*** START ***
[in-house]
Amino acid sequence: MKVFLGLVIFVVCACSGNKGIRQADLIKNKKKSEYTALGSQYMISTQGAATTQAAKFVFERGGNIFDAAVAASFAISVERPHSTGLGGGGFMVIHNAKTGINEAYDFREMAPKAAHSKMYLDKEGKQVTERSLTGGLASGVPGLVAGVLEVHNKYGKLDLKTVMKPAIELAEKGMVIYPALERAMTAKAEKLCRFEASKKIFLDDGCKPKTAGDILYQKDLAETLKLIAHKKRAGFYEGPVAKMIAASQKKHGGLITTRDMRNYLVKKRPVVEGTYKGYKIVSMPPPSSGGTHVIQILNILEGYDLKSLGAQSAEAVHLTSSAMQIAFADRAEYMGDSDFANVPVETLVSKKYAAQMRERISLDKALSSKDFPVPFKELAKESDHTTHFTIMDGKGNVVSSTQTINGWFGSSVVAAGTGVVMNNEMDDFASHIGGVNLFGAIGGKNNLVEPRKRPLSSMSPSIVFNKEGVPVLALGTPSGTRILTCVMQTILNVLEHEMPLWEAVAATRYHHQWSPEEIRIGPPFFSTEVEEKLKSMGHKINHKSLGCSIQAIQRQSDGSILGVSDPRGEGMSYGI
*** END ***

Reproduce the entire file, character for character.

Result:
[in-house]
Amino acid sequence: MKVFLGLVIFVVCACSGNKGIRQADLIKNKKKSEYTALGSQYMISTQGAATTQAAKFVFERGGNIFDAAVAASFAISVERPHSTGLGGGGFMVIHNAKTGINEAYDFREMAPKAAHSKMYLDKEGKQVTERSLTGGLASGVPGLVAGVLEVHNKYGKLDLKTVMKPAIELAEKGMVIYPALERAMTAKAEKLCRFEASKKIFLDDGCKPKTAGDILYQKDLAETLKLIAHKKRAGFYEGPVAKMIAASQKKHGGLITTRDMRNYLVKKRPVVEGTYKGYKIVSMPPPSSGGTHVIQILNILEGYDLKSLGAQSAEAVHLTSSAMQIAFADRAEYMGDSDFANVPVETLVSKKYAAQMRERISLDKALSSKDFPVPFKELAKESDHTTHFTIMDGKGNVVSSTQTINGWFGSSVVAAGTGVVMNNEMDDFASHIGGVNLFGAIGGKNNLVEPRKRPLSSMSPSIVFNKEGVPVLALGTPSGTRILTCVMQTILNVLEHEMPLWEAVAATRYHHQWSPEEIRIGPPFFSTEVEEKLKSMGHKINHKSLGCSIQAIQRQSDGSILGVSDPRGEGMSYGI